PITTSFIELD — Bill Hines Jr. majored in sociology in college, then expected to return to graduate school and maybe become a teacher. But, he found the business world to be his calling instead.
Hines is the co-managing director of Interprint,Inc. one of the world's leading printers of decor materials, a business that his father, Bill Hines Sr., brought to the Berkshires in 1985.
Interprint's Pittsfield facility is a North American subsidiary of a German-based company that was sold last year to a Japanese firm, Toppan Printing of Tokyo.
We talked with Hines recently about why he decided to work for his father, why Interprint has grown while some businesses have struggled, and why he finds motorcycle riding relaxing.
Q: How did your father bring Interprint to Pittsfield?
A: My father was working for the print division of MeadWestvaco down in south Lee. I guess that Mead had decided they were not going to make any more investments in their printing operations. So, he decided to work with Interprint to establish their U.S. operations.
Interprint already existed in Germany, and my father joined them to basically bring in enough sales in the first few years to eventually warrant manufacturing. He pursued Interprint, they found a good agreement together and that's how the business got started over here.
Q: You worked for other companies, including one in Germany, before joining Interprint. Why did you decide to come back here and work for your father?
A: First of all, that company in Germany [Minksjo] is a paper manufacturer in this industry. My father introduced me to them. I had actually worked for a few years, funny enough, opening Blockbuster video stores. It was a great learning experience coming right out of college. ... But, after about three years, I did the math and realized I was earning about $2.75 an hour because I was working about 88 hours a week.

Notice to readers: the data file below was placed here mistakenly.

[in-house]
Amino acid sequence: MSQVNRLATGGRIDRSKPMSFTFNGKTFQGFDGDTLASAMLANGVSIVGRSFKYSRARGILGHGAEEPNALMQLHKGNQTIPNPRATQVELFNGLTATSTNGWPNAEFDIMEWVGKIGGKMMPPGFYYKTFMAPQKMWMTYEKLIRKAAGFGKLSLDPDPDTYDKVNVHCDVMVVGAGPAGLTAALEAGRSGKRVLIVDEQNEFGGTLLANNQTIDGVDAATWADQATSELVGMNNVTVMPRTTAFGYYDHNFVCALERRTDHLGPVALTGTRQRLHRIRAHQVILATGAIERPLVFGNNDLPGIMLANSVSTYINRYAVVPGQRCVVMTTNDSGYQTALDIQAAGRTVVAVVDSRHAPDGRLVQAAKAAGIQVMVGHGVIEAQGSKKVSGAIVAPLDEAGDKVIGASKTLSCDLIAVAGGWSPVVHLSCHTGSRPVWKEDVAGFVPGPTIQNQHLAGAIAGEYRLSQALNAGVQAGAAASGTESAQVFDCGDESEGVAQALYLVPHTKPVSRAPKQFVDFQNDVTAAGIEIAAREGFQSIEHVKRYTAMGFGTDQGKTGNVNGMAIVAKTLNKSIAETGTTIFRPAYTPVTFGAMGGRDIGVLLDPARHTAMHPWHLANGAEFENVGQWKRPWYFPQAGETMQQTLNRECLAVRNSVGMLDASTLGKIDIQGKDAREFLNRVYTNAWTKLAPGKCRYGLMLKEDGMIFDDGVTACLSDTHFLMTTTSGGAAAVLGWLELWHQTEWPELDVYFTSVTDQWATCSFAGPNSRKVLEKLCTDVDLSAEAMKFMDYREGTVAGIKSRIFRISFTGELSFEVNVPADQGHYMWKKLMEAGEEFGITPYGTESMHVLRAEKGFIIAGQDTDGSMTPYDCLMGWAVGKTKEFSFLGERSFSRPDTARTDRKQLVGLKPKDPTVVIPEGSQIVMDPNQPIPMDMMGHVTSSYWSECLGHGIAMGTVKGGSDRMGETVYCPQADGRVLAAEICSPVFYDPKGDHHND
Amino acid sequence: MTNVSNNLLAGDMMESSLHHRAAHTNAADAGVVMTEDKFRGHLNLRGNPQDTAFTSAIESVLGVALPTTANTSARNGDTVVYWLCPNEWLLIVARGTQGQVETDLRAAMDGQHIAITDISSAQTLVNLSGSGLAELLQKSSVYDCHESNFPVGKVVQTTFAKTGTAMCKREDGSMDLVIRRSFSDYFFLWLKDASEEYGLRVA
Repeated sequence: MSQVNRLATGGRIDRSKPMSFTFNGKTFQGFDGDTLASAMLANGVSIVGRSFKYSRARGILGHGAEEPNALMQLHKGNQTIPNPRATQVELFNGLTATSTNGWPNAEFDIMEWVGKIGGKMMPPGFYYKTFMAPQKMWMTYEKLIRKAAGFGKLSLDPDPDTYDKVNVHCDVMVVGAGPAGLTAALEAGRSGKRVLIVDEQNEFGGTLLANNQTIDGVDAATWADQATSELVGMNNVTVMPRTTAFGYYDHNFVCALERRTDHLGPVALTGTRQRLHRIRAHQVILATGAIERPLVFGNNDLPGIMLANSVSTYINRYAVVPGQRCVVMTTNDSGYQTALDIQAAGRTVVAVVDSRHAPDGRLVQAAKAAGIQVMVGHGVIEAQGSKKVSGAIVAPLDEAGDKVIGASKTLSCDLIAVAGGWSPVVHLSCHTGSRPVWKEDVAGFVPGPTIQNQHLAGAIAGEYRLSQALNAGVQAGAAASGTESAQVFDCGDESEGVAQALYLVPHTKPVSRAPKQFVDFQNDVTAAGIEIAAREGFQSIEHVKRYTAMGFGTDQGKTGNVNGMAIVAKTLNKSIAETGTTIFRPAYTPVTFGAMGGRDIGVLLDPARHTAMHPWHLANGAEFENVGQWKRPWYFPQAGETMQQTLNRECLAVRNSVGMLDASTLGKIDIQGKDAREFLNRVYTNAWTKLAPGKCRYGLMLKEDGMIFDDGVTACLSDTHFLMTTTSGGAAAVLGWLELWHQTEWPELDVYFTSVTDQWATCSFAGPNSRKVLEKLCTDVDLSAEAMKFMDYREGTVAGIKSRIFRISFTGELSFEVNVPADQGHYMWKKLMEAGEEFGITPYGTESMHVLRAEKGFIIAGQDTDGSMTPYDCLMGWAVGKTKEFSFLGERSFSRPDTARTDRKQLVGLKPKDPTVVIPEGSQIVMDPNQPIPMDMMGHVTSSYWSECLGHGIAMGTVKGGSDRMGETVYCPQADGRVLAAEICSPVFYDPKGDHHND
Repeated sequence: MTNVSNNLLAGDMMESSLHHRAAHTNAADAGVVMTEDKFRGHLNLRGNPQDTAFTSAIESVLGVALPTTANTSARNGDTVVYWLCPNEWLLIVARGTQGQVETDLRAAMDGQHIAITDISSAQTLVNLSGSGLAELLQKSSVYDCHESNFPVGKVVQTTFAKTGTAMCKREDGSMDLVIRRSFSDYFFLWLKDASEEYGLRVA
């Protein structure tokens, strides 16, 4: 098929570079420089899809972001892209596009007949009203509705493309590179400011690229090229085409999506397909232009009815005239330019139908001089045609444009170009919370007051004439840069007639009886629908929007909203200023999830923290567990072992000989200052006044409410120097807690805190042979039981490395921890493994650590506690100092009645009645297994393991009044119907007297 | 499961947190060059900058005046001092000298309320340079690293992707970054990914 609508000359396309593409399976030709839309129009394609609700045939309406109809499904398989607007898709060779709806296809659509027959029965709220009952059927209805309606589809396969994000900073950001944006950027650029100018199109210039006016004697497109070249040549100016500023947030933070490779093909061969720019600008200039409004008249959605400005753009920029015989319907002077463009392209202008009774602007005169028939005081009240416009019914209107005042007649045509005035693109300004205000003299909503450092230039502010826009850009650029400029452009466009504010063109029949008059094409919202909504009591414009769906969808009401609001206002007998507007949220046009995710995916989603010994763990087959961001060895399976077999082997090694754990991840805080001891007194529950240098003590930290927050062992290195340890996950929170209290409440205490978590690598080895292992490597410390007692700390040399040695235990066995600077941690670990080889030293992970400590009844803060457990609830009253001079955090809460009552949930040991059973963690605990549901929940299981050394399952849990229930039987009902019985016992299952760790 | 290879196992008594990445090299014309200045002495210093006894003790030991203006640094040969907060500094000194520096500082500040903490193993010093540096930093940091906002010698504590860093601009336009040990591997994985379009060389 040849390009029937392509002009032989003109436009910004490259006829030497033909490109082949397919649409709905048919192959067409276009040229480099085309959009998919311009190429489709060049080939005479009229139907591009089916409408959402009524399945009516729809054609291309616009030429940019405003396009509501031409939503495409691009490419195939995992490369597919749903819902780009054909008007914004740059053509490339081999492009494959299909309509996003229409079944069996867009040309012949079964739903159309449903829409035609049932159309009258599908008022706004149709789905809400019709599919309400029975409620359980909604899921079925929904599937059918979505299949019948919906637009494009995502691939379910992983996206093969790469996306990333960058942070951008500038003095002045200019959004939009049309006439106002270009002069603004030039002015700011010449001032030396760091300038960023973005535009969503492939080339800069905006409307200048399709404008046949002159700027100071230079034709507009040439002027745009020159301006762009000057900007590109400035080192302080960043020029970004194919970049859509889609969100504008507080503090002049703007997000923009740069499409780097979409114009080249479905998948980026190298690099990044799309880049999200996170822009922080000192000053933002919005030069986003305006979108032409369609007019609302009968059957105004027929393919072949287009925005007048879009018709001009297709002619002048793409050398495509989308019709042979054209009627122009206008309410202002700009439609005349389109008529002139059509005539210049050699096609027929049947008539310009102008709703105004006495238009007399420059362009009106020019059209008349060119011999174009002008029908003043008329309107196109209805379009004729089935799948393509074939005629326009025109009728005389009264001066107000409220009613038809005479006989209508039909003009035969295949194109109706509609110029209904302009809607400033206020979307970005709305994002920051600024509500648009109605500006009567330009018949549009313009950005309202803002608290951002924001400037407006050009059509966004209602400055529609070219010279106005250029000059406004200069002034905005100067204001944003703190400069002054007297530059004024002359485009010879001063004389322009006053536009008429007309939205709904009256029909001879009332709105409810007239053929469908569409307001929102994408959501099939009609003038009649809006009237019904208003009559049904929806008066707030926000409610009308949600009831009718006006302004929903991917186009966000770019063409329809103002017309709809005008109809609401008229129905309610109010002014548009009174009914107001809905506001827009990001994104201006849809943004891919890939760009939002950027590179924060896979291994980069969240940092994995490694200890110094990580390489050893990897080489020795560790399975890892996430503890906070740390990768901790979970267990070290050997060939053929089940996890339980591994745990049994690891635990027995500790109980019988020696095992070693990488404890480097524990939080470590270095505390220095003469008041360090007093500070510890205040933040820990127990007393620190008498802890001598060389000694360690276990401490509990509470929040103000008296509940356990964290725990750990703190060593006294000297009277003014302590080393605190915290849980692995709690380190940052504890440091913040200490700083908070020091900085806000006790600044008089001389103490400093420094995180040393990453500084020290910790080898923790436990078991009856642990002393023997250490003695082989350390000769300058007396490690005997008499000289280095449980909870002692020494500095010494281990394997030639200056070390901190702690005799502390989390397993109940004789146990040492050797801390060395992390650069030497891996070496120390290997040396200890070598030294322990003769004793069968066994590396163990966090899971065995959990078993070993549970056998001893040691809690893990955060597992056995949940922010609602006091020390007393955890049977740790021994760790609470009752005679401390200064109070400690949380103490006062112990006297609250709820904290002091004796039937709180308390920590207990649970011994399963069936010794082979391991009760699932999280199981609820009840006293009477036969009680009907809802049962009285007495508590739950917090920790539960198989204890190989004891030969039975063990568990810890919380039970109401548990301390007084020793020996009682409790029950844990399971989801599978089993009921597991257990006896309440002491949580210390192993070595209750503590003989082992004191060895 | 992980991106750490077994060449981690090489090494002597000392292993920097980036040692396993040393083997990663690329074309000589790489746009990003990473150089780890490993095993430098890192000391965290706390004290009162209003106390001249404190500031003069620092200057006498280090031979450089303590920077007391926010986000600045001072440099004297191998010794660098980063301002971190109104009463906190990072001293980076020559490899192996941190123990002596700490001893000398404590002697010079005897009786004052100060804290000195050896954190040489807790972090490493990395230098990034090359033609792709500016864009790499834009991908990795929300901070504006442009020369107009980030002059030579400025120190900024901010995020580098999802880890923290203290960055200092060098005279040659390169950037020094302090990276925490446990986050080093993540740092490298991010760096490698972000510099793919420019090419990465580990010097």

During a discussion with my father one day, I said, "I'm getting a little burned out on the retail thing," and he said, "I know a company in Fitchburg that's looking to hire salespeople." So, I interviewed with a company in Fitchburg, which was German-owned.
After about a year there, the CEO was over from Germany for a company picnic and asked us if we'd like to go over there. ... So, a few months later we were on a plane. ... I learned a lot about the business I'm in now over there, at least from the paper side, and had some great people training me on the sales side.
After a couple of years there, my father called. The business in Pittsfield was growing exponentially. He needed a sales manager and asked if I would return to Pittsfield.
Q: Your father is very well-known in the Berkshires in business circles. Lots of sons wouldn't want to come back to their hometown and work under their father in a situation like that, due to the comparisons. But, that didn't seem to bother you, am I correct?
A: Of course, as with any working relationship, there are times where maybe I struggled with it. ... But, I learned a lot from him. I've also forged kind of my own management style and had to adjust my style to these changing times.